Article Text

Budgetary impact of using BPaL for treating extensively drug-resistant tuberculosis
  1. Christiaan Mulder1,2,
  2. Stephan Rupert2,
  3. Ery Setiawan3,
  4. Elmira Mambetova4,
  5. Patience Edo5,
  6. Jhon Sugiharto6,
  7. Sani Useni5,
  8. Shelly Malhotra7,8,
  9. Sarah Cook-Scalise7,9,
  10. Imran Pambudi10,
  11. Abdullaat Kadyrov11,
  12. Adebola Lawanson12,
  13. Susan van den Hof1,13,
  14. Agnes Gebhard1,
  15. Sandeep Juneja7,
  16. Hojoon Sohn14
  1. 1Technical Division, KNCV Tuberculosis Foundation, The Hague, The Netherlands
  2. 2Amsterdam Institute for Global Health and Development, Amsterdam University Medical Centres, Amsterdam, The Netherlands
  3. 3Universitas Indonesia, Depok, Indonesia
  4. 4KNCV Tuberculosis Foundation, Bishkek, Kyrgyzstan
  5. 5KNCV Tuberculosis Foundation, Abuja, Nigeria
  6. 6Yayasan KNCV Indonesia, Jakarta, Indonesia
  7. 7Market Access, Global Alliance for TB Drug Development, New York, New York, USA
  8. 8Global Access, International Aids Vaccine Initiative, New York, New York, USA
  9. 9Bureau For Global Health, USAID, Washington, DC, USA
  10. 10National TB Program, Ministry of Health of the Republic of Indonesia, Jakarta, Indonesia
  11. 11National Center of Phtiziatry, National TB Program, Bishkek, Kyrgyzstan
  12. 12National Tuberculosis and Leprosy Control Programme, Federal Ministry of Health, Abuja, Nigeria
  13. 13Centre for Infectious Disease Epidemiology and Surveillance, National Institute for Public Health and the Environment, Bilthoven, The Netherlands
  14. 14Department of Epidemiology, Johns Hopkins Bloomberg School of Public Health, Baltimore, Maryland, USA
  1. Correspondence to Dr Christiaan Mulder; christiaan.mulder{at}kncvtbc.org

Abstract

Introduction Bedaquiline, pretomanid and linezolid (BPaL) is a new all oral, 6-month regimen comprised of bedaquiline, the new drug pretomanid and linezolid, endorsed by the WHO for use under operational research conditions in patients with extensively drug-resistant tuberculosis (XDR-TB). We quantified per-patient treatment costs and the 5-year budgetary impact of introducing BPaL in Indonesia, Kyrgyzstan and Nigeria.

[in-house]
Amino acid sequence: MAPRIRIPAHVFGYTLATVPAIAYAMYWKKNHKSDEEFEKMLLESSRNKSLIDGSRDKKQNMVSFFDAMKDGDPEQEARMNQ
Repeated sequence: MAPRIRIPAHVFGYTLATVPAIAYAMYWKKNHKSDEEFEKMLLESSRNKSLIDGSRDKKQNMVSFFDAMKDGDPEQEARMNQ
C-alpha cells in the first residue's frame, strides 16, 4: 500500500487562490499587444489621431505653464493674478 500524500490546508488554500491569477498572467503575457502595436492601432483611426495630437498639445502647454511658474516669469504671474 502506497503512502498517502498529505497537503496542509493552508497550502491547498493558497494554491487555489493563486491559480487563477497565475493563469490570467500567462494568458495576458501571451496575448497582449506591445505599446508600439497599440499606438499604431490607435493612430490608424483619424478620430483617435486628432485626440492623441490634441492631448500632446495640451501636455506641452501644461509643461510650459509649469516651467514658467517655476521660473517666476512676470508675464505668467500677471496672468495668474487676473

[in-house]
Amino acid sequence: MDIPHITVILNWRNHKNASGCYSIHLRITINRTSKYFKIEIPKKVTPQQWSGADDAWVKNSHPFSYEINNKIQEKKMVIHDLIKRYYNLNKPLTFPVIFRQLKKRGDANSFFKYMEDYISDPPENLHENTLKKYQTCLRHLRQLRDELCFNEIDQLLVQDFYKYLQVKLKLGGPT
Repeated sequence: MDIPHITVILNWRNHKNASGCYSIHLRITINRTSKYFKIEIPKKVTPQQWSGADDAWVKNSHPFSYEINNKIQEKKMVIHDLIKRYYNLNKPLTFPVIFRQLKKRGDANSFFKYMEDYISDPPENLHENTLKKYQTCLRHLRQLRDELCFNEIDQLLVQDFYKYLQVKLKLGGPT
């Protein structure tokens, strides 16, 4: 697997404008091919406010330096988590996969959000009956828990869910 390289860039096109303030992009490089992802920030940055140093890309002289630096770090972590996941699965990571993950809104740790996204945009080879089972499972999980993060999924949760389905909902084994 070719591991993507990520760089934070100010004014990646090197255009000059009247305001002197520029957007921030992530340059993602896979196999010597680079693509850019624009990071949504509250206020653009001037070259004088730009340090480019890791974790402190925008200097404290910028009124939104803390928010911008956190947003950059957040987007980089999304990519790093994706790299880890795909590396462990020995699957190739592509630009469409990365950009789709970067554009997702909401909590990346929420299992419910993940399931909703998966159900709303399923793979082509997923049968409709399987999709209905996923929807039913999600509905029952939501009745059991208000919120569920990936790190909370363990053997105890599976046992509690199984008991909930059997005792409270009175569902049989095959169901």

Methods Per-patient treatment cost of BPaL regimen was compared head-to-head with the conventional XDR-TB treatment regimen for respective countries based on cost estimates primarily assessed using microcosting method and expected frequency of each TB service. The 5-year budget impact of gradual introduction of BPaL against the status quo was assessed using a Markov model that represented patient’s treatment management and outcome pathways.

Results The cost per patient completing treatment with BPaL was US$7142 in Indonesia, US$4782 in Kyrgyzstan and US$7152 in Nigeria – 57%, 78% and 68% lower than the conventional regimens in the respective countries. A gradual adoption of the BPaL regimen over 5 years would result in an 5-year average national TB service budget reduction of 17% (US$128 780) in XDR-TB treatment-related expenditure in Indonesia, 15% (US$700 247) in Kyrgyzstan and 32% (US$1 543 047) in Nigeria.

Conclusion Our study demonstrates that the BPaL regimen can be highly cost-saving compared with the conventional regimens to treat patients with XDR-TB in high drug-resistant TB burden settings. This supports the rapid adoption of the BPaL regimen to address the significant programmatic and clinical challenges in managing patients with XDR-TB in high DR-TB burden countries.

  • treatment
  • tuberculosis
  • health economics

Data availability statement

All data relevant to the study are included in the article or uploaded as supplementary information.

http://creativecommons.org/licenses/by-nc/4.0/

This is an open access article distributed in accordance with the Creative Commons Attribution Non Commercial (CC BY-NC 4.0) license, which permits others to distribute, remix, adapt, build upon this work non-commercially, and license their derivative works on different terms, provided the original work is properly cited, appropriate credit is given, any changes made indicated, and the use is non-commercial. See: http://creativecommons.org/licenses/by-nc/4.0/.

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Key questions

What is already known?

  • Conventional treatment for extensively drug-resistant tuberculosis (XDR-TB) is highly costly to both the health systems and to the patients—posing significant challenges in treatment adherence and ultimately treatment outcomes.

  • A 6-month novel regimen (bedaquiline, pretomanid and linezolid; BPaL) containing three oral medications—pretomanid, bedaquiline and linezolid—developed by the Global Alliance for TB Drug Development (TB Alliance) received regulatory approval from the United States Food and Drug Administration in 2019, and the WHO announced it recommends its use under operational research conditions.

  • We found no study estimating the potential cost trade-offs and budget impact of introducing BPaL alongside the continued use of the conventional XDR-TB treatment regimens.